Political Economy of Climate Change Policy

SSEE Working Paper 13-02

41 Pages Posted: 21 Jun 2014

See all articles by Franklin Steves

Franklin Steves

European Bank for Reconstruction and Development (EBRD)

Alexander Teytelboym

University of Oxford - Department of Economics; University of Oxford - Institute for New Economic Thinking at the Oxford Martin School

Date Written: October 16, 2013

Abstract

Anthropogenic climate change poses a threat to all people and governments, but the response to that threat varies enormously across countries. Some adopt politically costly and economically challenging climate change mitigation policies, while others deny that climate change is occurring. Why do some countries adopt effective climate change policies while others do not? To answer this fundamental question, this paper analyses the political economy determinants of climate change policy around the world. In order to measure climate change policy, we introduce a new index, the ‘Climate Laws, Institutions and Measures Index’ (CLIMI), the first systematic attempt to measure countries’ policy responses to the risk of climate change. CLIMI covers all the relevant institutions and sector-specific policies in 95 countries, representing 90% of the world’s GHG emissions. We then use CLIMI to examine the political and economic factors that determine countries’ choices to implement policies to tackle climate change. We find that the level of democracy alone is not a major driver of climate change policy adoption, but that public knowledge of climate change is. Not surprisingly, a high concentration of carbon-intensive industry in the economy hinders the adoption of climate change policy. Countries in which the citizenry has a better public awareness of climate change have more effective climate policies regardless of the presence of democratic institutions.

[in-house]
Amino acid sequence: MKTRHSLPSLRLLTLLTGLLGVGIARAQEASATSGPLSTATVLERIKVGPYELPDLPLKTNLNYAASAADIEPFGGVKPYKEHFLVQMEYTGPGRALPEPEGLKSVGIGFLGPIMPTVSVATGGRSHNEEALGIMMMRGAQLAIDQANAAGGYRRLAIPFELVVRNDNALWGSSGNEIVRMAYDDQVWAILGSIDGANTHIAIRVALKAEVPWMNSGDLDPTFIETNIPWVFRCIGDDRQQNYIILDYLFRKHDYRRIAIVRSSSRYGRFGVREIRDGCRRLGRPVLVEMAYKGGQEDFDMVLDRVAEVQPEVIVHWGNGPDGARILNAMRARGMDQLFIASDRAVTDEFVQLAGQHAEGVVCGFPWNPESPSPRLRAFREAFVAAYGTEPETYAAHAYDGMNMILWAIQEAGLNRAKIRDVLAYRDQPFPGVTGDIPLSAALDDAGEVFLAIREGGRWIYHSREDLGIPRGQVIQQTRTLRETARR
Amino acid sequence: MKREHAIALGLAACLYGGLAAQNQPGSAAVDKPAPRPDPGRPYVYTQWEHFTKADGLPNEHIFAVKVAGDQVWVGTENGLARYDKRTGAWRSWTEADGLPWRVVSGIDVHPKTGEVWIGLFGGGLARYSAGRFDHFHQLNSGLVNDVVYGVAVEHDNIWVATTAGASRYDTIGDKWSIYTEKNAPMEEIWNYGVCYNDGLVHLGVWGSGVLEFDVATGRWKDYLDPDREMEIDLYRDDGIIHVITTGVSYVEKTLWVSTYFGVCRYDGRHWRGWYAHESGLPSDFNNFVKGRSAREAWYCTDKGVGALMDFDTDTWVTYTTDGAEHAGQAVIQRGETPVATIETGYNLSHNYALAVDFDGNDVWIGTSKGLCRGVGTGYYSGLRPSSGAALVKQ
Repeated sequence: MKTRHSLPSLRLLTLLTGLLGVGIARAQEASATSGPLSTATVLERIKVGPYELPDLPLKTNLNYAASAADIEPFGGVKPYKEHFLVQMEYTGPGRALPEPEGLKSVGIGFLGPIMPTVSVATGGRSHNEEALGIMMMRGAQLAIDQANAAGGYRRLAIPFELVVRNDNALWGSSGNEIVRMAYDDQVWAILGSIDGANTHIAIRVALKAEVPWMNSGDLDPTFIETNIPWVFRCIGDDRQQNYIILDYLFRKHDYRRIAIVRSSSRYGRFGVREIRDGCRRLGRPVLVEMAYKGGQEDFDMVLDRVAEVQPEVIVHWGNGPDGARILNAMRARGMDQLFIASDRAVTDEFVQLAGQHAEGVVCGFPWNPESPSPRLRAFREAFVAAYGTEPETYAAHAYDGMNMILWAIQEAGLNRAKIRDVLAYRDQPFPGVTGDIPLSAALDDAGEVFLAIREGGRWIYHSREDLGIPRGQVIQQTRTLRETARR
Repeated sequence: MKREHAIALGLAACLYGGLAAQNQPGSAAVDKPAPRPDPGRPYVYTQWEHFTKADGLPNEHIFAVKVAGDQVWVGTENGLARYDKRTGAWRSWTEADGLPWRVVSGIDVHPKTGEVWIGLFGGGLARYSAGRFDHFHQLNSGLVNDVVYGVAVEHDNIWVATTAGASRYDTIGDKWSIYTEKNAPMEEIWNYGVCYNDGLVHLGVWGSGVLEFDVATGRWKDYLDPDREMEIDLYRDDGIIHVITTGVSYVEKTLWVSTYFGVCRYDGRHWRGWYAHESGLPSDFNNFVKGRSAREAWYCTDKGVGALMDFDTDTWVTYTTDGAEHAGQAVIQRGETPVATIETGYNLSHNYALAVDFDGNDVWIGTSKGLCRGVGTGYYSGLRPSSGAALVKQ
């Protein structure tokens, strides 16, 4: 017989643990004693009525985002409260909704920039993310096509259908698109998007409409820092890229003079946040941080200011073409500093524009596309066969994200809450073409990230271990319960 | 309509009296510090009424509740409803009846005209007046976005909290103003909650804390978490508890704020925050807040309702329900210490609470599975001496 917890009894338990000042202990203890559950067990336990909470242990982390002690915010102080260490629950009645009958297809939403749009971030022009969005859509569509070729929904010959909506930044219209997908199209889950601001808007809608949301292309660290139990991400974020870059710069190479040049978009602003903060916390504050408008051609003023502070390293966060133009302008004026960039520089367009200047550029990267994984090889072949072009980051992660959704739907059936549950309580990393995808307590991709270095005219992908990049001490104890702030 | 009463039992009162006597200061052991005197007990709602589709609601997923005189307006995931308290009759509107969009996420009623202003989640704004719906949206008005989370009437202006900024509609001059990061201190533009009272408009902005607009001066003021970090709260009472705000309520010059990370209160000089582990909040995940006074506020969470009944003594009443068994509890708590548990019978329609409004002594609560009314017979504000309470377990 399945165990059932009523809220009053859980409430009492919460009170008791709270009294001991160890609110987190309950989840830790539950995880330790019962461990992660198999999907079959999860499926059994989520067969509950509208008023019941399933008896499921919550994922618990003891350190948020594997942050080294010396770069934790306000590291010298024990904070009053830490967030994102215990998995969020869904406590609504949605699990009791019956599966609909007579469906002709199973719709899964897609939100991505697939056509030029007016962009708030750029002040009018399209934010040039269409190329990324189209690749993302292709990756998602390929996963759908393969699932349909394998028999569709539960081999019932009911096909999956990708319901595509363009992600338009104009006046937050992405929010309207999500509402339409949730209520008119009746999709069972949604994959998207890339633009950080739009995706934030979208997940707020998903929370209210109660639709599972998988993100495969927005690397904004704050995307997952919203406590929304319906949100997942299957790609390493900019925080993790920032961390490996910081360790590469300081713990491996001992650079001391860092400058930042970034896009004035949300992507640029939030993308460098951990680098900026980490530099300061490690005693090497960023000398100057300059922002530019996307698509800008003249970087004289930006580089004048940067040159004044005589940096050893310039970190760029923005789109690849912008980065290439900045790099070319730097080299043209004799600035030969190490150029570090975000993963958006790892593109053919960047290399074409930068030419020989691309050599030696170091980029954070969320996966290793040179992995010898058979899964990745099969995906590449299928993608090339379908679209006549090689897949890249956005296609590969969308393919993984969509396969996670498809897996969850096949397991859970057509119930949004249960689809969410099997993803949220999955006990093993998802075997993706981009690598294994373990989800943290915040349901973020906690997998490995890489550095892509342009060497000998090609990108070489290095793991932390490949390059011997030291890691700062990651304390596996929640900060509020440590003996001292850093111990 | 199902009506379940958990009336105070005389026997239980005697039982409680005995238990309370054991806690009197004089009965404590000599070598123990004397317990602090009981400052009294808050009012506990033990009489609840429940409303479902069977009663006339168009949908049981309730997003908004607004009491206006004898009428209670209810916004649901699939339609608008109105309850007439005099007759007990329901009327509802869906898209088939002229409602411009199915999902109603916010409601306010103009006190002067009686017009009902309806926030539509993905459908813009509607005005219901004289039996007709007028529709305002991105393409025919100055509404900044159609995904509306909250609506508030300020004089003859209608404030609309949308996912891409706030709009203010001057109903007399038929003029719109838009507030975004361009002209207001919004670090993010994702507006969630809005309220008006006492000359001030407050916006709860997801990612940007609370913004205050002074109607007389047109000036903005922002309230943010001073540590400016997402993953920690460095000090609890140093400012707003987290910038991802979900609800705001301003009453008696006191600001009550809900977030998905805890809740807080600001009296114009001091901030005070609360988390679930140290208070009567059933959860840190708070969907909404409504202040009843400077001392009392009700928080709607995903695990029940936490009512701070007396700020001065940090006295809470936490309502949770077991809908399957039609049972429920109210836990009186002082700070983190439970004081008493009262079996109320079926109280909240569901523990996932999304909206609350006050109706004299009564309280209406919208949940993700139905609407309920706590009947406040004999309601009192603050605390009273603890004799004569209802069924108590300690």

Keywords: climate change, political economy, governance, policy, democracy, media, veto players

JEL Classification: Q54, Q56, Q58

Suggested Citation

Steves, Franklin and Teytelboym, Alexander, Political Economy of Climate Change Policy (October 16, 2013). SSEE Working Paper 13-02. Available at SSRN: https://ssrn.com/abstract=2456538 or http://dx.doi.org/10.2139/ssrn.2456538

Franklin Steves

European Bank for Reconstruction and Development (EBRD) ( email )

One Exchange Square
London EC2A 2JN
United Kingdom

Alexander Teytelboym (Contact Author)

University of Oxford - Department of Economics ( email )

10 Manor Rd
Oxford, OX1 3UQ
United Kingdom

University of Oxford - Institute for New Economic Thinking at the Oxford Martin School ( email )

Eagle House
Walton Well Road
Oxford, OX2 6ED
United Kingdom

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